Robert MacIntyre overcame U.S. Open Champion Matt Fitzpatrick in a play-off to win the 2022 DS Automobiles Italian Open and underline his match play credentials at the venue that will host next year's Ryder Cup.
The Scotsman made ten birdies and three bogeys in a spectacular 64 on Sunday to force a play-off with third-round leader Fitzpatrick before birdieing the first extra hole to claim his second DP World Tour title.
There were several twists and turns on the back nine as the lead changed hands throughout a thrilling afternoon at Marco Simone Golf and Country Club.
MacIntyre began the day three shots off the lead but made a blistering start, firing six birdies and no bogeys in a front-nine 29 which featured some remarkable ball-striking.
But his two-shot lead evaporated on the back nine as a run of three bogeys and three birdies in the seven holes immediately after the turn coincided with Fitzpatrick breaking his sequence of ten straight pars by going birdie-eagle from the 11th.
Fitzpatrick then took the outright lead with a birdie at the 16th, but just as the Englishman gave the shot straight back on the next hole, MacIntyre birdied the last to set the clubhouse target at 14 under and lead on his own.
Frenchman Victor Perez had a chance to pull alongside MacIntyre but missed his six-foot birdie putt on the last, to leave Fitzpatrick as the only man who could catch the leader.
And he did just that, knocking in his birdie putt at the 18th to force extra holes.
But after missing the fairway at the first play-off hole, Fitzpatrick could only make par, with MacIntyre's birdie enough to clinch the trophy.
Fitzpatrick's closing 67 contained an eagle, three birdies and a solitary bogey and saw him finish the tournament on 14 under, one clear of Perez in third.
Rory McIlroy was another shot back in fourth place, with Aaron Rai and Lucas Herbert in a share of fifth on 11 under.
MacIntyre opened his final round with a birdie, holing from 24 feet on the first green, before picking up another shot at the third to jump to nine under.
Some wonderful approach play set up three successive close-range birdies at the fifth, sixth and seventh before a seven-foot par save on the eighth kept MacIntyre's card clean after his second shot had narrowly avoided the water.
The Scot found the trees with his tee-shot at the long ninth but sent his third to within two feet to set up another tap-in birdie.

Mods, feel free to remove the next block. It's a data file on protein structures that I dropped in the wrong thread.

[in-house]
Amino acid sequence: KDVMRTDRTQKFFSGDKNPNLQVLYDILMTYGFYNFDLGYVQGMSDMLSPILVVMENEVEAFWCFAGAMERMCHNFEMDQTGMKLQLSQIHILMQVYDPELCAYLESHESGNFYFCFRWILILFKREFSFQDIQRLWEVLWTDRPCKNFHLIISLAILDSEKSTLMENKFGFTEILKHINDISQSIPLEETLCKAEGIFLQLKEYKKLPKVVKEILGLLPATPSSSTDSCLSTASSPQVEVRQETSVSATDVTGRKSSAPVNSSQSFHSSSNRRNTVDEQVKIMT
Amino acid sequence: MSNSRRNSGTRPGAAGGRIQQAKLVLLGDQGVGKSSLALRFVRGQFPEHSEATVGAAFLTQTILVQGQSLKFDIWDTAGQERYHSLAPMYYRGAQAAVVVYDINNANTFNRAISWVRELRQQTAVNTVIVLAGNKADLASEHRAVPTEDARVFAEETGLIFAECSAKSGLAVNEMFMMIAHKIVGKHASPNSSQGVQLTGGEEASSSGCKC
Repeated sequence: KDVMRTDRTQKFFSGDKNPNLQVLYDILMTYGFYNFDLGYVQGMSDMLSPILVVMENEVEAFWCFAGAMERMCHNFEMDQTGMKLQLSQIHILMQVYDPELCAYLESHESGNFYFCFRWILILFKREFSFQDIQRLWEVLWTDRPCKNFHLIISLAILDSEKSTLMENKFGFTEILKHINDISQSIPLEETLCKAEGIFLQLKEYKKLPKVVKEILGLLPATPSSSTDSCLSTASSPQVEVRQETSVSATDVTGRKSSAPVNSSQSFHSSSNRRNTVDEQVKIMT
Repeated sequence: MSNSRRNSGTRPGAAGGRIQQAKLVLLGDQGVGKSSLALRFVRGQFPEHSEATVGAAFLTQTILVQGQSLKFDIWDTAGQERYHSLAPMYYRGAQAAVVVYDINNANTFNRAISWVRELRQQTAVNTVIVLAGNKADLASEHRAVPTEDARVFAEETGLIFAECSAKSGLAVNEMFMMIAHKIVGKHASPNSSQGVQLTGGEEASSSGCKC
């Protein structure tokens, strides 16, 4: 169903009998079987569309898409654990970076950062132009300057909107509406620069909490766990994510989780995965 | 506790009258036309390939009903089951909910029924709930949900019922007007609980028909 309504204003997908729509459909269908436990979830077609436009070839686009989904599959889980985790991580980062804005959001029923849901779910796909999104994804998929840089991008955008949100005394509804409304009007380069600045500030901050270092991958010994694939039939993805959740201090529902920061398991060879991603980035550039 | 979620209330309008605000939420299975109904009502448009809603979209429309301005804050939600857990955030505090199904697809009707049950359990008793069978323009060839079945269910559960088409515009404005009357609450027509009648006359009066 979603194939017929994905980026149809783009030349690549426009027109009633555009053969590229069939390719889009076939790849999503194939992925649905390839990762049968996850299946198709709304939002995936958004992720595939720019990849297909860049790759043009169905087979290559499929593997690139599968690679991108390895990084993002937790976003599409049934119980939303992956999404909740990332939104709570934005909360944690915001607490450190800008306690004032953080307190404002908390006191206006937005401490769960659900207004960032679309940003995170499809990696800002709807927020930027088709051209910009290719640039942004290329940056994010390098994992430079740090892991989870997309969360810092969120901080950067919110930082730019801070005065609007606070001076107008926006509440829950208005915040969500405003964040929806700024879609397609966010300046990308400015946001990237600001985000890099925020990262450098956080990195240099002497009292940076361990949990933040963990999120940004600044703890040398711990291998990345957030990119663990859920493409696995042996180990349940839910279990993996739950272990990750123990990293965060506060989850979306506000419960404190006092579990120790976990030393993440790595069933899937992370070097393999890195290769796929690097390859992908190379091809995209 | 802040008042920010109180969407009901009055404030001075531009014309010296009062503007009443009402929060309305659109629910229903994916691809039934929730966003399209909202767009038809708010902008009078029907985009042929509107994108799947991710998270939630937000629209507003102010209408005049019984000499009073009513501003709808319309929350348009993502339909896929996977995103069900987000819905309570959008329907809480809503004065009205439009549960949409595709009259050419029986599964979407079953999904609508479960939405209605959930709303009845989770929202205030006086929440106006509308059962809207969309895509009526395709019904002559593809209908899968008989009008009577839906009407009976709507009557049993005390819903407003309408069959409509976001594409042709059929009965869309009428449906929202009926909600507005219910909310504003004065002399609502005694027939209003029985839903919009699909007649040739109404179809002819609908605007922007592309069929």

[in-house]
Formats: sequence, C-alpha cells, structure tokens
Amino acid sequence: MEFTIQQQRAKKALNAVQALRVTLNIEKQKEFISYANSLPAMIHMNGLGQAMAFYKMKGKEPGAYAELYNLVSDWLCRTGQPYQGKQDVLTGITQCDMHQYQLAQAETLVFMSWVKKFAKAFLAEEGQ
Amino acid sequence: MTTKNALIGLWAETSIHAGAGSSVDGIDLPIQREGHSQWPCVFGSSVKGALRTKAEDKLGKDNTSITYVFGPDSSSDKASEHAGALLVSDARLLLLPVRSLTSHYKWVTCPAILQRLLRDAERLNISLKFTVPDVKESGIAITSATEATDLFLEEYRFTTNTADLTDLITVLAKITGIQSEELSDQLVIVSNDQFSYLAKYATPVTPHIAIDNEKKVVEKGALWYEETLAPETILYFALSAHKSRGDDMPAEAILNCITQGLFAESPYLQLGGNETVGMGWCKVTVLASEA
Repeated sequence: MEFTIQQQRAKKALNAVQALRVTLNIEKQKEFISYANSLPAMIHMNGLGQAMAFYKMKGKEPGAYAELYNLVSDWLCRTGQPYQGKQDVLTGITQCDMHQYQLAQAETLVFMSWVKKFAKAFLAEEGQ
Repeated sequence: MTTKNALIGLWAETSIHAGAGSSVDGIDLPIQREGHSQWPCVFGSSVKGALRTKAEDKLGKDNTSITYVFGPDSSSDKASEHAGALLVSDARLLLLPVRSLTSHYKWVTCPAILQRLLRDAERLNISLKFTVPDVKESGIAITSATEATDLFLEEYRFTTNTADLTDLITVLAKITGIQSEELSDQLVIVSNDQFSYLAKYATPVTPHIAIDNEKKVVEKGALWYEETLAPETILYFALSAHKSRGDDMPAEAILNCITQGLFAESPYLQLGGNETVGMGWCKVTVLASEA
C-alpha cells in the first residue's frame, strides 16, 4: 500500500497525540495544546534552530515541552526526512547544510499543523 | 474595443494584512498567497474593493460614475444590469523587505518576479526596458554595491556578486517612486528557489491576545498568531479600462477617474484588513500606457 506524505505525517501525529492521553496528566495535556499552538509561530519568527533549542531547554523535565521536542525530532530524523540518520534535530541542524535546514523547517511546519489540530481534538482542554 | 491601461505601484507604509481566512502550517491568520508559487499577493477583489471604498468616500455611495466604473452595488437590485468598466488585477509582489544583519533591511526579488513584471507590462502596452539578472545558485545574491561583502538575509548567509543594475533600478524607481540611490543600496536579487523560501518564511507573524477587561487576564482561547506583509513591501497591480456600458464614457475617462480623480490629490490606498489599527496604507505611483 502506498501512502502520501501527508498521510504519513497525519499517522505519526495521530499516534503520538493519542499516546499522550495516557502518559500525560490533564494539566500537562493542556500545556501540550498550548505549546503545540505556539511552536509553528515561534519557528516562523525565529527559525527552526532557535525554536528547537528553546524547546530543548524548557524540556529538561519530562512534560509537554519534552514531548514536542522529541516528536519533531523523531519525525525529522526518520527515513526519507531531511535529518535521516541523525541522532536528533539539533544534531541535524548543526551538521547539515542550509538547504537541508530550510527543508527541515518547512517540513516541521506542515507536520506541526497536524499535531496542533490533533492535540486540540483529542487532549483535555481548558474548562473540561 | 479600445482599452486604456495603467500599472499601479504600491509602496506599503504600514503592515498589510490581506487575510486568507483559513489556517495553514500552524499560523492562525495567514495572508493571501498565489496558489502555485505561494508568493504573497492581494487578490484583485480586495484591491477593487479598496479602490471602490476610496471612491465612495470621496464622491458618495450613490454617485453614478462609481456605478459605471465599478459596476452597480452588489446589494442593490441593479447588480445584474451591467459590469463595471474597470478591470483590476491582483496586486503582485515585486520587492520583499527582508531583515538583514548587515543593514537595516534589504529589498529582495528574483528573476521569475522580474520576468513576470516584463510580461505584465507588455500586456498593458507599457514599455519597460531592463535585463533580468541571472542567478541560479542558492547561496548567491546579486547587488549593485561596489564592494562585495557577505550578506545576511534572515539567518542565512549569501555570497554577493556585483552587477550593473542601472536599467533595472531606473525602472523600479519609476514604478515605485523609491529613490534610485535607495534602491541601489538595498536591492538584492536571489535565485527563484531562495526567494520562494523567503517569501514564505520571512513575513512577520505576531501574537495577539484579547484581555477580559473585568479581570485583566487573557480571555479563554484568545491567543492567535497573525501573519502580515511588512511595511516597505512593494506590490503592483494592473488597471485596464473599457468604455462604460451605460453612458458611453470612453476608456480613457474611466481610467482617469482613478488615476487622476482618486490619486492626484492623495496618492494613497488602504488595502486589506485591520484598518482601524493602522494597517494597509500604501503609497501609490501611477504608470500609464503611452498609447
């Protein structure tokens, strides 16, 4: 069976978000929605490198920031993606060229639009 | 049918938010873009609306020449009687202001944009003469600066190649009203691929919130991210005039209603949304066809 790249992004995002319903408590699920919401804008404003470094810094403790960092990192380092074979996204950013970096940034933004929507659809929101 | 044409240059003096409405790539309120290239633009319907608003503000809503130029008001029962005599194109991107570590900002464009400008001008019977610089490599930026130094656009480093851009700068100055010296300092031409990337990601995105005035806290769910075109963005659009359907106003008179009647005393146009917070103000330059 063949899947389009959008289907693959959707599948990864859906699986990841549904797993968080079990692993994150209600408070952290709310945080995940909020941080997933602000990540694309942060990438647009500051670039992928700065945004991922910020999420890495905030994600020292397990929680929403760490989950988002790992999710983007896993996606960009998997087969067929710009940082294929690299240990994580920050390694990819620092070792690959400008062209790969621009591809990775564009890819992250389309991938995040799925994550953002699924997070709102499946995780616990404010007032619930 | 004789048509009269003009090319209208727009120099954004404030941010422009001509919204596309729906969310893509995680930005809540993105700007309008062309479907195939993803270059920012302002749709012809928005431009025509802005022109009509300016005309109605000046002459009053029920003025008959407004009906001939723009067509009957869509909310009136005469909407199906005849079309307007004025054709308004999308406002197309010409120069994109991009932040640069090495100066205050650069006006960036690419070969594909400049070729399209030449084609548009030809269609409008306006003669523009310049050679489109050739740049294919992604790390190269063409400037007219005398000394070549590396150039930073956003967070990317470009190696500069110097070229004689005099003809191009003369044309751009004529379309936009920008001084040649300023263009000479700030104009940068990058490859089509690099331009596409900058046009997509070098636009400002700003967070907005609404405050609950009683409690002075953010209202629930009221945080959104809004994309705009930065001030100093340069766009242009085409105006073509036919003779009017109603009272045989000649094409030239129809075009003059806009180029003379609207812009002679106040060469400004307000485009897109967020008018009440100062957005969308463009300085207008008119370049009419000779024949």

MacIntyre held a two-shot lead as he reached the turn but carded his first bogey of the day on the tenth to slip back to 11 under.
He gave himself another good birdie chance at the 11th but was unable to convert his seven-foot attempt.
The 26-year-old made no mistake with his birdie try at the 12th, though, restoring his two-shot advantage from ten feet.
And after lifting his tee-shot at the short 13th to 13 feet, he rolled in the putt for his eighth birdie of the day and moved to 14 under.
But having found thick rough with his tee-shot on the 14th, he dropped a shot there to open the door for the chasing pack and Fitzpatrick walked right through it, tapping in his four-foot eagle putt to join MacIntyre at the summit after his approach hit the flag, denying him an albatross.
And with MacIntyre making a second successive bogey at the 15th, Fitzpatrick found himself in possession of the outright lead.
But MacIntyre trickled in his nine-foot birdie putt at the 16th to move alongside him once more.
Fitzpatrick edged back in front with a five-foot birdie on the 16th green but could not save par at the 17th.
Just as Fitzpatrick's bogey had gifted MacIntyre a share of the lead, the Scot holed his birdie putt at the last to sit alone at the summit.
Fitzpatrick confidently birdied the last to force a play-off but could not match MacIntyre's close-range birdie at the only extra hole.
MacIntyre was thrilled with his victory and hopes to find himself back in Rome as part of Europe's Ryder Cup side next year.
He said: "It's my main goal - it's my only goal for the next year.
"At the start of the week I didn't think this week was going to be the one - the style of golf course, the way it was playing.
"But we worked on a few things on Tuesday and Wednesday and I felt so in control of my golf ball this week - my wedges, my long irons and even that hybrid that came into the bag last week.
“This means everything. I was down and out about two or three months ago.
“I didn’t know what I was doing, didn’t know where to go.
"But we spoke to the right people, started working with Simon Shanks and I’ve hit two of the perfect golf shots into the last there. There’s so much hard work gone into this."